With hear word! Ifeoma Fafunwa mirrors plight of Nigerian women

A scene from the play


In the course of identifying with plights of women and girl-child, the Pakistani activist for female education and the youngest Nobel Laureate, Malala Yousafzai, said: “I raise up my voice — not so I can shout, but so that those without a voice can be heard … we cannot succeed when half of us are held back.”

As a way to give Nigeria women a voice, where it is faint or suppressed, Ifeoma Fafunwa recently staged a play, Hear Word! Opening with women perceived to be mothers of girls kidnapped by the Boko Haram sect, the women in their angst, ask when will their daughters be back.

The women raise other issues that border on government neglect to pursue the case of kidnapped Chibok girls to a conclusive end, thus, leaving the fate of their parents in limbo. Performed at the National Theatre and produced by iOpenEye, a Nigerian production company that utilises performance art to challenge the status quo and inspire social change, the play with its multifaceted themes, dwells solely on women issues.

Moving from touching subthemes that include, women molestation, sex education, prostitution, child marriage, women neglect, women inheritance, and other harmful cultural practices against women, the play exposes how these inhibitions have reduced many Nigerian women to household items that must be inherited, used and throwaway or used to entertain guests.

It also reveals how some cultures do not appreciate women without male children, even if such women have given birth to many female children. In such communities, the number of male children a woman has determines her status in the community. Directed by Ifeoma Fafunwa, who is also the co-playwright, the over 10 cast, all female, depicting over 20 characters accentuates attitudes, norms, values and harmful practices that cut across different ethnic groups in Nigeria, while not forgetting pop culture, which is the byproduct of colonisation, acculturation and inability to hold tightly to our local culture.

Written in Pidgin, the language makes it easy for the audience to comprehend and relate with the issues. It is down to earth in approach and presentation. Witty and arresting, the cast from all dimension showed high level of professionalism. Their body languages, tonal expressions and carriage leave no one in doubt that they were all telling their personal stories. They put themselves in the story, thus interpreting their roles seamlessly and bringing out the expected messages. Their costumes were so apt, while the songs and sometimes, background music helped to buttress the messages each scene presents.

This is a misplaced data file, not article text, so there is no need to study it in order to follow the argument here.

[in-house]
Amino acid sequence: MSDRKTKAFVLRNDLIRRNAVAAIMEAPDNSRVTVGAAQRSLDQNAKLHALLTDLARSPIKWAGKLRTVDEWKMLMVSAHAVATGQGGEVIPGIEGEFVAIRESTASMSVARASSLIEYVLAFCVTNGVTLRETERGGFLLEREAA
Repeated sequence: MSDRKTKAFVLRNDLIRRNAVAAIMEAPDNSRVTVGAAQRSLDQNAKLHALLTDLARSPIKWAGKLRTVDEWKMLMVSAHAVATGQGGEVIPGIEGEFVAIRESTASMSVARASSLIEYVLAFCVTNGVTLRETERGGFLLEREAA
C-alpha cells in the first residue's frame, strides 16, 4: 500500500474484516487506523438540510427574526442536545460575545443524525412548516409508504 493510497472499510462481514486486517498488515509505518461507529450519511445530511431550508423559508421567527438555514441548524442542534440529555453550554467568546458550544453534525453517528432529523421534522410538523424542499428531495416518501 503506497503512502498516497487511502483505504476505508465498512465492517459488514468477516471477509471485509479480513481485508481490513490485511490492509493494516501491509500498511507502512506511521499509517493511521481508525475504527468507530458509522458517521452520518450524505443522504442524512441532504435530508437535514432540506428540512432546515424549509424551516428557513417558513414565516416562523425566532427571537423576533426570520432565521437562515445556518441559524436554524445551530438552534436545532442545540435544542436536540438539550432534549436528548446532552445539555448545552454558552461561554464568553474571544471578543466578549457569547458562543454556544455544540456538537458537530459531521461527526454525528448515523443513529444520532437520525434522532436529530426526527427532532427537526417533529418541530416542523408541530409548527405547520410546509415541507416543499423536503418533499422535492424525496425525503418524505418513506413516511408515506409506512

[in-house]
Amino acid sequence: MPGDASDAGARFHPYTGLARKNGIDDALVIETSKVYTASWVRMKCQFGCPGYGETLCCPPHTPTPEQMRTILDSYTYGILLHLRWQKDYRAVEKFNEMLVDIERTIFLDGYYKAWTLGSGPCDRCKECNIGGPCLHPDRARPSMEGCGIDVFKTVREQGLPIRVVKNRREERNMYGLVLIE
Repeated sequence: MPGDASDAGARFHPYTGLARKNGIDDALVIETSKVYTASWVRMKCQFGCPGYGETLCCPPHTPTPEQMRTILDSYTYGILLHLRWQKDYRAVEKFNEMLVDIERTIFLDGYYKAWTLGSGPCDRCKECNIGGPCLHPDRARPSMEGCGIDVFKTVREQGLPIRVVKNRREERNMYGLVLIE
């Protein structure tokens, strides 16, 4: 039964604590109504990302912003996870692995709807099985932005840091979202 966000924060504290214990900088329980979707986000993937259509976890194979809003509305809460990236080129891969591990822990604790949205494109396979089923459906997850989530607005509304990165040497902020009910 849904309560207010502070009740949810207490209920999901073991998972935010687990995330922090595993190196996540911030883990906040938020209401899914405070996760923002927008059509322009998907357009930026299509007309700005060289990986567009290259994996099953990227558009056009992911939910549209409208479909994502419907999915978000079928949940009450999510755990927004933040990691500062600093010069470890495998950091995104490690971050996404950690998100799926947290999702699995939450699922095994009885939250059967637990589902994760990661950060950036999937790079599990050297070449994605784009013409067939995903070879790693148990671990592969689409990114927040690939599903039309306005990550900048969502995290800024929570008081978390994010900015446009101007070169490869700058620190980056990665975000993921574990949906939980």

Using moral suasions to appeal to the people, including women who also encourage such harmful practices, to jettison them, the play showcases the psychological torture women pass through all in the name of keeping their husbands or observing some fiendish practices.

For instance in one of the scenes, a character said, I think say na your daughter for come keep me warm this night, but since na you come. I no mind, I go take you. Here, the culture has reduced daughter and mother (women) to objects of entertainment, not minding what the outcome would be. It shows no regard or dignity for the woman. Here also, the culture exposes the masochism of the male gender; his self-centeredness and viciousness. It depicts how the male folk see women, not as contemporaries, but as object to be conquered, dominated and oppressed. What could be more devastating than to ask a widow to sleep with her dead husband for days in a dark room or to drink the dirty water used to wash the husband’s corpse.

Despite the evoking storyline, it must be noted that the play was long; lasting a little above two hours. Though, the dances and songs make it worthwhile, the duration could however be reduced downwards. Doing this would entail merging some of the subthemes into one.

The themes of the play are truly in line with title, Hear Word! It is not only profound, but a clarion call to everyone, especially opinion leaders and custodians of our culture to take a second look at these harmful practices with the aim of reforming them for a better and greater society, where women would be able to express themselves and aspire to greater heights.

Using Nigerian as focus, the play through its theme song, Hear word, make una put mouth for the matta. We be your sista, we be your mama, make una hear word!” yells for all to be proactive to these changes beginning from our homes.

In the words of Malala Yousafzai, the play has raised the voice of women so that those without a voice can be heard. t has raised women voices, so that those under these oppressive hellish practices can be set free, so that women folk across the country can succeed.

Speaking on the play, the co-playwright, said: “Hear Word! is based on real-life experiences of some Nigerian women. We aim to highlight their voices and hope to inspire real change.”According to her, the issues raised are some of the ugliness she thought is reducing with enlightenment, education and exposure, only to realise they are still very much alive in our society.

In this article:
Ifeoma Fafunwa
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